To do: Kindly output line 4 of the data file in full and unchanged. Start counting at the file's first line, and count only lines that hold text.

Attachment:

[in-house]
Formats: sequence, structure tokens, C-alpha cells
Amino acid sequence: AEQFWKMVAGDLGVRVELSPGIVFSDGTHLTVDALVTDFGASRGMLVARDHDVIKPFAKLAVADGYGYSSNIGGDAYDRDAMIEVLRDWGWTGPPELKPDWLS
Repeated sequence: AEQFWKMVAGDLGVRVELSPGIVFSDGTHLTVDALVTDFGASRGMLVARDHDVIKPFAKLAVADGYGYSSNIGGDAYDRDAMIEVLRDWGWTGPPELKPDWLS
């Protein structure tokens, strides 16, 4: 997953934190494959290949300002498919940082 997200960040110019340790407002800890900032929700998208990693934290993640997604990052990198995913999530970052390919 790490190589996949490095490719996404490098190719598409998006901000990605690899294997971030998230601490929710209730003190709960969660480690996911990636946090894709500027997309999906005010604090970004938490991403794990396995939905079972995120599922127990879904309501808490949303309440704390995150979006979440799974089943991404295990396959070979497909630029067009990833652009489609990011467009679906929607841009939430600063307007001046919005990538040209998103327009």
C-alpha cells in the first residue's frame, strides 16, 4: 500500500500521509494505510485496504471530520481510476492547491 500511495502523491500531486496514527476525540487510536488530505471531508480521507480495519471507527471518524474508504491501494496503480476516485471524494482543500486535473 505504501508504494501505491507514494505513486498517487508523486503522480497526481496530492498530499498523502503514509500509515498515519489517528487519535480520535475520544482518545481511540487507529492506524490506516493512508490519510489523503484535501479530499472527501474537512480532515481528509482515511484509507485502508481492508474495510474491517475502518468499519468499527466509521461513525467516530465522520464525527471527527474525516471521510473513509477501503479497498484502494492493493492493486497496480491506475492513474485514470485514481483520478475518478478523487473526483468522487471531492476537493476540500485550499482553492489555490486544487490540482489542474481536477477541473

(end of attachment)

Repeated sequence: AEQFWKMVAGDLGVRVELSPGIVFSDGTHLTVDALVTDFGASRGMLVARDHDVIKPFAKLAVADGYGYSSNIGGDAYDRDAMIEVLRDWGWTGPPELKPDWLS